A Progressive Regulatory Framework for Inputs Improves Agricultural Output and Farmer Profitability
India is the world's second largest agricultural producer, accounting for 7.39% of worldwide agricultural output. The Indian agriculture sector is slowing due to erratic monsoons, yield stagnation and poor produce prices, among other things. By 2022, the government wants to double farmers income. The programme will go a long way toward addressing the agrarian crisis, but it will need to be complemented by a governmental environment that encourages crop science.
Crop science research and innovative product development are intrinsically linked to increased agricultural productivity and food security. Crop output is reduced by 15 to 25% due to insects, weeds and illnesses. This is a huge difficulty for Indian farmers, especially when combined with floods, droughts and changing weather patterns. Seed technology and crop protection, on the other hand, can provide long-term solutions and play a crucial role in boosting agricultural growth, increasing farmer income and maintaining national food security. However, to allow sophisticated crop science solutions access the market, a progressive and expedient regulatory environment is required.
A new GM seed or crop protection product can take up to a decade to develop and commercialize all over the world. This process is sped up in India by a lengthy regulatory process. If a product is urgently needed to combat a new pest, the present regulatory process may result in the situation on the ground changing dramatically by the time the product receives final clearance and is made accessible on the market. Because we are dealing with a biological issue including live organisms such as plants, insects and micro-organisms, the problem for which the product was produced may have grown into something more complicated, requiring an enhanced or even a new solution.
To ensure product safety and reduce risk to humans, animals and the environment, the regulatory framework addresses the creation, manufacture, storage, sale, transportation and use of products appropriately. Regulation, on the other hand, should be science-based, predictable and time-bound. It is critical to identify and address systemic bottlenecks that cause approval delays. It is necessary to prevent both regulation and overregulation. The advancement of the crop science industry requires regulatory support.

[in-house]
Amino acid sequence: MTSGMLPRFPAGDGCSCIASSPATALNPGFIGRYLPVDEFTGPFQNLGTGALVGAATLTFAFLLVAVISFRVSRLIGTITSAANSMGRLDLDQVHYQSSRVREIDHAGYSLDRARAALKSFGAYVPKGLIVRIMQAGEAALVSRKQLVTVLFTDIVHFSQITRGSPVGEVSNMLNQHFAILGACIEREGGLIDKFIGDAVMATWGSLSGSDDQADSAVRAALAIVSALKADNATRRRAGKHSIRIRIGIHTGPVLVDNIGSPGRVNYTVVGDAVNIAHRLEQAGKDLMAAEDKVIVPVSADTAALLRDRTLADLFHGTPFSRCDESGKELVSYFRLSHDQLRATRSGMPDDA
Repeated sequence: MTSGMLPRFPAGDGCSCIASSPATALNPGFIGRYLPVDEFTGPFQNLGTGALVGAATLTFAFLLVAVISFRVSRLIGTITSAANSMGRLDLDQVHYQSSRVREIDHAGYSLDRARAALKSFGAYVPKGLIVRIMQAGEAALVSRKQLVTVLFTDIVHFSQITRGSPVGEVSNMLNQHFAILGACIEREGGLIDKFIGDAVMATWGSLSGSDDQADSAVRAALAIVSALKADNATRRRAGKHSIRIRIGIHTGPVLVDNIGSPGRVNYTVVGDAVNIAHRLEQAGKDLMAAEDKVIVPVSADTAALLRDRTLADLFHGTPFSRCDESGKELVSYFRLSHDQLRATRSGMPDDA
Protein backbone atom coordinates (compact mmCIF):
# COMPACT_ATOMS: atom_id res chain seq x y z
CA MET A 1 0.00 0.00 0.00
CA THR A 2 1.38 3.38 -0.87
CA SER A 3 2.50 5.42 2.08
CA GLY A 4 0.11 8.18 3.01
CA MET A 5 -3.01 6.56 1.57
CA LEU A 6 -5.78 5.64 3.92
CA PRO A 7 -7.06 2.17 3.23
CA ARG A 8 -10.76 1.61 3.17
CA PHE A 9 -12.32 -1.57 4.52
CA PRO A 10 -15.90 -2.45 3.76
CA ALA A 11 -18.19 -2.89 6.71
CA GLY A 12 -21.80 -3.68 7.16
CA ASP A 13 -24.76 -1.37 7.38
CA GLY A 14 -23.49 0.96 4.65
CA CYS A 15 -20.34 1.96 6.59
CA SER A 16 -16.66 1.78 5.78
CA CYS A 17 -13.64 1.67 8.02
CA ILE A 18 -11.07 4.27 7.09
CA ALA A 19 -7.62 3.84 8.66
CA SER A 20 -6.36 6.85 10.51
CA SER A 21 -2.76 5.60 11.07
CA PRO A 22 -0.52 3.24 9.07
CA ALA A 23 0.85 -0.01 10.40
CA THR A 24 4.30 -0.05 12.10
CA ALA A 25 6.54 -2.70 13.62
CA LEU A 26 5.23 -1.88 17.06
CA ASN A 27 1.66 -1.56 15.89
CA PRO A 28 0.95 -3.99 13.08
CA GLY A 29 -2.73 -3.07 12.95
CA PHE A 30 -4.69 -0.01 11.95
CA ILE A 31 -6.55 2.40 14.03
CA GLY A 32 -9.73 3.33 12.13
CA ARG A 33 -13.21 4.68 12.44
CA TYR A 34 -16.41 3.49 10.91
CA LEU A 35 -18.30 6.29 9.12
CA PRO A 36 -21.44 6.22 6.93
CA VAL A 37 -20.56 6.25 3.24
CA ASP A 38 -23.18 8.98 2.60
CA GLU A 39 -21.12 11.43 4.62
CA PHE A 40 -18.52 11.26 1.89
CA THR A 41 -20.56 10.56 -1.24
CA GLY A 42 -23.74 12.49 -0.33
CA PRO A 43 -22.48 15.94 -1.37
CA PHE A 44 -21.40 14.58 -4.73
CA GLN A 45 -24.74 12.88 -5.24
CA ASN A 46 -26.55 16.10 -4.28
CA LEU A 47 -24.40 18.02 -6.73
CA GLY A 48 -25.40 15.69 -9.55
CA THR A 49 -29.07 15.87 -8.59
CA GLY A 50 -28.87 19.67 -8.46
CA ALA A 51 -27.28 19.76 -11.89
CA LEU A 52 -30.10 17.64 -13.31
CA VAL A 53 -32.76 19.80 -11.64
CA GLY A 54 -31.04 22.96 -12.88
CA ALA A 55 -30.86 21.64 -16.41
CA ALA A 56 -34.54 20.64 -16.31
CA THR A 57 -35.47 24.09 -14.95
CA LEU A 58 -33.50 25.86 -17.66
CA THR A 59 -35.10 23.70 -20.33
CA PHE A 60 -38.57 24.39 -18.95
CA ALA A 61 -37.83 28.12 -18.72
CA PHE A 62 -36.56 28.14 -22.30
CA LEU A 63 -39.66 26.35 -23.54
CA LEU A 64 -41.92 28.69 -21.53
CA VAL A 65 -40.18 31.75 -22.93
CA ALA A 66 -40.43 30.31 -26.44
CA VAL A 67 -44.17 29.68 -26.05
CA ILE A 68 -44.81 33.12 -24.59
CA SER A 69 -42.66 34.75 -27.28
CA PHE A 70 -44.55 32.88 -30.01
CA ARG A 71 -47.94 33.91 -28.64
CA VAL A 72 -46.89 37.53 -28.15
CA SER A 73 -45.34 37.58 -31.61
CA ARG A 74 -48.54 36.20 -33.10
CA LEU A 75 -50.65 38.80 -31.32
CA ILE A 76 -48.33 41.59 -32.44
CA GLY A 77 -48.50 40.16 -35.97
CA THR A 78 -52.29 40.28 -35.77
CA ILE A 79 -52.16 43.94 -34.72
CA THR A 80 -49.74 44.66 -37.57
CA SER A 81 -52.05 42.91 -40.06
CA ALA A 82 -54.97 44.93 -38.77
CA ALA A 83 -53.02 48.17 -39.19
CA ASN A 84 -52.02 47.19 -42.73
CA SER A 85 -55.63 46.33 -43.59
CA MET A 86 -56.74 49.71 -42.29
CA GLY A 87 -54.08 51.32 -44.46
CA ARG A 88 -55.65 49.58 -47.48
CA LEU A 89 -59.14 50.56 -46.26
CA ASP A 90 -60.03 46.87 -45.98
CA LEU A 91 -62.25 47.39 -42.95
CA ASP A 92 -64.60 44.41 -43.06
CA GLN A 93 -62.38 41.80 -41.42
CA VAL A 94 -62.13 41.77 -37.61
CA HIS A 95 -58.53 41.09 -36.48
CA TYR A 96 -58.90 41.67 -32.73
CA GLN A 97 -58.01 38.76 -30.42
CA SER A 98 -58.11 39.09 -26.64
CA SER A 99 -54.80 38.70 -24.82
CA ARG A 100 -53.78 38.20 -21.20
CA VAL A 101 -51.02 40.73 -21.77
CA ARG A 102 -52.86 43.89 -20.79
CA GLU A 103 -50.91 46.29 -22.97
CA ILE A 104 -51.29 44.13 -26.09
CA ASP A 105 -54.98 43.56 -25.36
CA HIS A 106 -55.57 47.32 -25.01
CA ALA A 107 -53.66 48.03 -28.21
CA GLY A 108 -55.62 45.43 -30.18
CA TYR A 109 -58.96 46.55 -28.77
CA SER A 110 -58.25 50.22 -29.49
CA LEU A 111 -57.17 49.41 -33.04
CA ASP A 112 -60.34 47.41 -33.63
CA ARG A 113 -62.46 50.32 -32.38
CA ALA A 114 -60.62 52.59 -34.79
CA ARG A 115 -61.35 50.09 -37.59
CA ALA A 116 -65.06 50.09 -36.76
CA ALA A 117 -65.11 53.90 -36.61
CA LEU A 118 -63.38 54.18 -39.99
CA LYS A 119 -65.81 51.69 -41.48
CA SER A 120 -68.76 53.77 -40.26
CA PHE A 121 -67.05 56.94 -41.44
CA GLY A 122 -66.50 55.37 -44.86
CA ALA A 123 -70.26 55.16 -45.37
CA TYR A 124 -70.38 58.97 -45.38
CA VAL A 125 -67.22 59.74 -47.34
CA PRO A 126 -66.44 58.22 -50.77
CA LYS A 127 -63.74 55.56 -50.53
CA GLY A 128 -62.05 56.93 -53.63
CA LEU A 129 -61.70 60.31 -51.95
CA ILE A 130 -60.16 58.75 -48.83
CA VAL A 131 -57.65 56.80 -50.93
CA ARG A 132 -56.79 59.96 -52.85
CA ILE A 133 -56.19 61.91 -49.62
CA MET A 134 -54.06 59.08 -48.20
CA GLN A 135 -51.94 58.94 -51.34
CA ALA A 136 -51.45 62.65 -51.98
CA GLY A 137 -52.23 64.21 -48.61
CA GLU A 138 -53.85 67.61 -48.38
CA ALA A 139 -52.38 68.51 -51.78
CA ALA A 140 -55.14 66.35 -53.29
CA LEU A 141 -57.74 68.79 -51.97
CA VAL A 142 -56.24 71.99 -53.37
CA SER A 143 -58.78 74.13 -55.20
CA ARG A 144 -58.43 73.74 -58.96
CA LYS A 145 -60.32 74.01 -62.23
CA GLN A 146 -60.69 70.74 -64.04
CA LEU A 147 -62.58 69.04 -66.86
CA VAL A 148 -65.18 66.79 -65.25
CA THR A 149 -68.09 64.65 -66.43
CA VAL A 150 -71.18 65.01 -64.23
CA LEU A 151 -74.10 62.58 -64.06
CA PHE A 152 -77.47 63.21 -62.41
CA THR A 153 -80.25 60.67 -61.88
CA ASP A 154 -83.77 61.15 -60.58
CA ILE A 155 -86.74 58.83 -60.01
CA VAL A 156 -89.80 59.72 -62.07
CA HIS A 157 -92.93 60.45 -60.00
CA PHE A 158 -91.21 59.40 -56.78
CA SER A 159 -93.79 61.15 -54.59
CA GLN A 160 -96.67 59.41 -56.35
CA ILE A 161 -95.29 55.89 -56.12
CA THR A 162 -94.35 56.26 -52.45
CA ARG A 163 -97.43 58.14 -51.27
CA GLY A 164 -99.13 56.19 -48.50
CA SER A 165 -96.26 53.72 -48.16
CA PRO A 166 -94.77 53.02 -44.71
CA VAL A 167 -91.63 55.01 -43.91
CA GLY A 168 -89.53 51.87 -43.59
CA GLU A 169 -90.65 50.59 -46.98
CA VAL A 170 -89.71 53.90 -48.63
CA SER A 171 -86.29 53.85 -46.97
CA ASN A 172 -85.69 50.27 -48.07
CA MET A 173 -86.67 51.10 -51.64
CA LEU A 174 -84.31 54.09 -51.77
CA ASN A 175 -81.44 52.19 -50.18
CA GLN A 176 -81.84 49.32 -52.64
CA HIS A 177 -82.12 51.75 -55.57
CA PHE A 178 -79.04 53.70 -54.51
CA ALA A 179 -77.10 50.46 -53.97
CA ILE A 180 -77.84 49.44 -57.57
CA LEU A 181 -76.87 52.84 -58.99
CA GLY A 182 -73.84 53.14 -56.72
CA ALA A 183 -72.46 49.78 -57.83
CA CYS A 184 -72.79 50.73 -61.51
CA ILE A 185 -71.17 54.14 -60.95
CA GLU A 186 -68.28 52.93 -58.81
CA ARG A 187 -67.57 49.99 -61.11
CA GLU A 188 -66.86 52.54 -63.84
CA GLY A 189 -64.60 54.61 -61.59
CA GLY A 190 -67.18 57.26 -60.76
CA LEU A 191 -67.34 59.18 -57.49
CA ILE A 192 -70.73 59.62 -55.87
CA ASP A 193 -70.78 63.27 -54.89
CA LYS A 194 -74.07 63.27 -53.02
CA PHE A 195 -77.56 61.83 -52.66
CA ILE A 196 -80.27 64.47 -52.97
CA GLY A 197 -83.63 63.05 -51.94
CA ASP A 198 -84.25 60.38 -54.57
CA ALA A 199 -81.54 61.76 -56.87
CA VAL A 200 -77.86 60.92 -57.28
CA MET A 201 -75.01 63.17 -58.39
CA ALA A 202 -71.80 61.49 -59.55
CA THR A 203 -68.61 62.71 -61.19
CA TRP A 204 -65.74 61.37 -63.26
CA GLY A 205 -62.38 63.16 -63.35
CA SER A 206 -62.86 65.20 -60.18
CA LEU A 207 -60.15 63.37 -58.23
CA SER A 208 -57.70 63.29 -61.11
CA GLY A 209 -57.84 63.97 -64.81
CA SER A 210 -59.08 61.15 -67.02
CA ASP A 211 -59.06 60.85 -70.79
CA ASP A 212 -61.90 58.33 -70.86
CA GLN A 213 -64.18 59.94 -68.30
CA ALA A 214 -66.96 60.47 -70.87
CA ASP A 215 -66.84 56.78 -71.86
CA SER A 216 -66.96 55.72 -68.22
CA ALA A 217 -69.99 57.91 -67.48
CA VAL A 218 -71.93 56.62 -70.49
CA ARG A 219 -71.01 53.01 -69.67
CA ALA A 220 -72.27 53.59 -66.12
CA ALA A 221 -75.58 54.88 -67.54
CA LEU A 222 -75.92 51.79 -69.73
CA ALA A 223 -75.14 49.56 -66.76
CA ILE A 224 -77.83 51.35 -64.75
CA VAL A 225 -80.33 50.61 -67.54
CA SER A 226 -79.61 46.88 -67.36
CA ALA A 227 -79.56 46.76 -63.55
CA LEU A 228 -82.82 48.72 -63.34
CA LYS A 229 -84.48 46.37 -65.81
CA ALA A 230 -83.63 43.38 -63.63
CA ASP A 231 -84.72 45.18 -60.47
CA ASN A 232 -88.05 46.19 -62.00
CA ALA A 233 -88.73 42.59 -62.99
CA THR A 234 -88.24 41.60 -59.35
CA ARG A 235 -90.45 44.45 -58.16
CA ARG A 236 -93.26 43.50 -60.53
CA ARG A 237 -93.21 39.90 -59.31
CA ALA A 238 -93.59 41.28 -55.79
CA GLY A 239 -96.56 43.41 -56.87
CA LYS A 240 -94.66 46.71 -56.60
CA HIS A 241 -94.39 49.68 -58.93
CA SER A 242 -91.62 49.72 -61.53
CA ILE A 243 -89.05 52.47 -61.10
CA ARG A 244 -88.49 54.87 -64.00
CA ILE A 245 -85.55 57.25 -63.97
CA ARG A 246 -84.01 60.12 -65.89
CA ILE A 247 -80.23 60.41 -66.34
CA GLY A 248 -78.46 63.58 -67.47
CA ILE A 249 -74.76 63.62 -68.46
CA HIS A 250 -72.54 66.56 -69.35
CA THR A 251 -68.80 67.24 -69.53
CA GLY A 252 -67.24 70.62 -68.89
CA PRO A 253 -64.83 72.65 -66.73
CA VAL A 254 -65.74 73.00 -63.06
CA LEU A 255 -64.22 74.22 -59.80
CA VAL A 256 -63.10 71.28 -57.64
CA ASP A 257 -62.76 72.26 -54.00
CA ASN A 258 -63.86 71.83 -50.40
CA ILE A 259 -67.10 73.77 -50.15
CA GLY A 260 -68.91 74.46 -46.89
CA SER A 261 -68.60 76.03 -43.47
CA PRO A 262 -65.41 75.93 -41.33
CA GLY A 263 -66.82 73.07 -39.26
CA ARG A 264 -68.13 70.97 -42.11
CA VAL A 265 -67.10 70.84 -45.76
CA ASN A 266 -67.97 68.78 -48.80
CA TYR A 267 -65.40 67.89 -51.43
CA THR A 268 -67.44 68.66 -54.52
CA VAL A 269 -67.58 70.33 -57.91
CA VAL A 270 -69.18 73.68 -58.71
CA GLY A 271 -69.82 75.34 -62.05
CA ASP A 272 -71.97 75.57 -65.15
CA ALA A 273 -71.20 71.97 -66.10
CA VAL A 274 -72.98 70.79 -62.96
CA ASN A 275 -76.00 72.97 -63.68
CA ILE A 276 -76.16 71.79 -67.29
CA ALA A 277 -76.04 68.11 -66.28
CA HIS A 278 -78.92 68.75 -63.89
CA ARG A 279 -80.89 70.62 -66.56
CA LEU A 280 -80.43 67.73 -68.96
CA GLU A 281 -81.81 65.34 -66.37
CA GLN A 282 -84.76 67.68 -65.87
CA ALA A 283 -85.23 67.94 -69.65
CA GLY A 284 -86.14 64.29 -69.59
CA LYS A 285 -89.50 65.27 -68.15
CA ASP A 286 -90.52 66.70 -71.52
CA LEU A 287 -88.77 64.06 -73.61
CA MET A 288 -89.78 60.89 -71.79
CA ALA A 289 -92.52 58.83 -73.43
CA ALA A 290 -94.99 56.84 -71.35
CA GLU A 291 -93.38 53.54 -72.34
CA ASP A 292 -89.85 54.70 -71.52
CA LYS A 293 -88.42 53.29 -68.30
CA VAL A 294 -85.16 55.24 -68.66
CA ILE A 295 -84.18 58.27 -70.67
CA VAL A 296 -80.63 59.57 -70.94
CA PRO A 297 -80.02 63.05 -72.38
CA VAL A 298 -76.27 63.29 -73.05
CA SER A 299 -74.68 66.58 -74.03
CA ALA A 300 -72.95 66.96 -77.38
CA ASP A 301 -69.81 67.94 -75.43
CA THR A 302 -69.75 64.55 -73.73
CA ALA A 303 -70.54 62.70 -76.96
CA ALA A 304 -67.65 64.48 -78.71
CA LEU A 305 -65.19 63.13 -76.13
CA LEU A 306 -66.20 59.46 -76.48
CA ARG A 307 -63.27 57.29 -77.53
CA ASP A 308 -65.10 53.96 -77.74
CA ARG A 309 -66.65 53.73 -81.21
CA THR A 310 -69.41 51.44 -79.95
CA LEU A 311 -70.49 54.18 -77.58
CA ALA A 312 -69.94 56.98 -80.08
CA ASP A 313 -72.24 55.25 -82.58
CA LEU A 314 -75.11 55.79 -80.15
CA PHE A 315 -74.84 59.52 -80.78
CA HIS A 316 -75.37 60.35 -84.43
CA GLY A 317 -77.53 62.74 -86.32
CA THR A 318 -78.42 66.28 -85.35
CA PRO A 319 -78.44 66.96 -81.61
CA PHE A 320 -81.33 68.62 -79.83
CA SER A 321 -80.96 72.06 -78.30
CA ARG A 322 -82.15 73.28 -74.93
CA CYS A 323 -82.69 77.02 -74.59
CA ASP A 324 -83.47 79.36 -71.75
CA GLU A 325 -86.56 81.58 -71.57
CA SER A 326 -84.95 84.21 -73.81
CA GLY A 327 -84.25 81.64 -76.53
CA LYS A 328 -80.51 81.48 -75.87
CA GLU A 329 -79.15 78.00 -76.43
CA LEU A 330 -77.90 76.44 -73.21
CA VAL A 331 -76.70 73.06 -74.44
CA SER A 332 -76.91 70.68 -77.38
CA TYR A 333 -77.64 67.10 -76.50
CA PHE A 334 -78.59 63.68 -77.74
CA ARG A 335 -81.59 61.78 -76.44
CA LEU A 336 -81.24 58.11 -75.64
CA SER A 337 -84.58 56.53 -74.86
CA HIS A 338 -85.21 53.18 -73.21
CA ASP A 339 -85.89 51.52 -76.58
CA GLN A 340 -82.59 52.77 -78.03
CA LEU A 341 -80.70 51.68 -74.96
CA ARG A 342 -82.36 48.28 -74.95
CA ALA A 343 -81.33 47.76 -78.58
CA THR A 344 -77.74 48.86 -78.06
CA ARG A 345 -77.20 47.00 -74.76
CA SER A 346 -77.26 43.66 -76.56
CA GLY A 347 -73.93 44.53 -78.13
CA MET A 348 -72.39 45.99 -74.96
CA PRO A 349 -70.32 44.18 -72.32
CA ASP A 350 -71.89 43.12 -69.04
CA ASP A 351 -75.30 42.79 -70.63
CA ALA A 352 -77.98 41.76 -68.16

Accelerating the transfer of innovations that have already been tested and deployed elsewhere is critical in both biotechnology and crop protection goods. Regulatory assistance is especially needed for items that improve our agriculture's resource efficiency and safety, consequently helping our farmers. Rapid knowledge transfer and manufacturing of such products in India will aid our Make in India drive and provide impetus for the development of indigenous production capabilities, lowering product costs and allowing benefits to be transmitted more easily to farmers.
For example, the introduction of a new crop protection product formulation or minor changes to existing formulas must be subjected to a simplified, expedited regulatory process. Another widely acknowledged way for making the regulatory procedure robust but smooth is to group crops and approve items for each category of crops.
Since 2010, the regulatory procedure for biotechnology and seeds has moved at a snail's pace. Since 2005, no new technologies have been approved. The regulator GEAC has certified GM Mustard and GM Brinjal, but there has been no political decision to approve their commercialization. Companies have halted research and new product development as a result of the uncertainty. In the long run, this will make our farmers uncompetitive in international markets. This must be corrected straight away and predictability must be introduced into the process.
Protecting the intellectual property of new research items is critical for instilling confidence in investors. The crop protection industry has requested a data protection term to allow them to enhance their efforts in developing better, safer and more effective solutions. For the past five years, there has been a lot of misunderstanding about the status of patent protection for GM features, which has caused the sector to completely withdraw. The government must make a strong statement about its intention to protect agricultural inputs intellectual property and provide the required legal framework.
Finally, in order for the regulatory structure to be really progressive, regulatory provisions such as license and permissions must be standardized across the country. The Seed Act and the Insecticide Act are not implemented uniformly among states, which have diverse sets of laws and regulations, resulting in complexity. A unified, comprehensive regulatory framework across India can help reduce bottlenecks and considerably improve the ease of doing business.
In the midst of growing farm hardship, the question of input regulation takes on increased weight. Productivity and resource utilization ratios improve with higher-quality inputs. The government's developmental plans for farmer welfare can be supplemented by giving a boost to the crop science business, which has a proven track record of increasing agricultural output.
A progressive regulatory framework with a mechanism to deal with emergent issues can help the crop science business grow and play a catalytic role in allowing farmers to access better and more efficient inputs.